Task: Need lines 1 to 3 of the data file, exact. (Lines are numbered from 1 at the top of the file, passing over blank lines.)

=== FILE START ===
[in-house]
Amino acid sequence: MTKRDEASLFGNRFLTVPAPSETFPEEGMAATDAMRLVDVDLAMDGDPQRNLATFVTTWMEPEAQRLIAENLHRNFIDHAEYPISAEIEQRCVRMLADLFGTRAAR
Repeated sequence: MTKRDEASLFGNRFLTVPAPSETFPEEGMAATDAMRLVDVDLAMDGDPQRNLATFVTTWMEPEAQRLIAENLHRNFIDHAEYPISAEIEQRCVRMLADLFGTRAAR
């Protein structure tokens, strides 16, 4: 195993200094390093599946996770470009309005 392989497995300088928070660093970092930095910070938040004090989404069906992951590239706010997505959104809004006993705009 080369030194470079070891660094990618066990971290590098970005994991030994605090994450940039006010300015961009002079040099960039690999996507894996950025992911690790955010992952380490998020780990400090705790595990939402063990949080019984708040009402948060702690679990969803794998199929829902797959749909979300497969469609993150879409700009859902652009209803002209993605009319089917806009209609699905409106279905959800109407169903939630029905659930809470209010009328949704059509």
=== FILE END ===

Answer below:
[in-house]
Amino acid sequence: MTKRDEASLFGNRFLTVPAPSETFPEEGMAATDAMRLVDVDLAMDGDPQRNLATFVTTWMEPEAQRLIAENLHRNFIDHAEYPISAEIEQRCVRMLADLFGTRAAR
Repeated sequence: MTKRDEASLFGNRFLTVPAPSETFPEEGMAATDAMRLVDVDLAMDGDPQRNLATFVTTWMEPEAQRLIAENLHRNFIDHAEYPISAEIEQRCVRMLADLFGTRAAR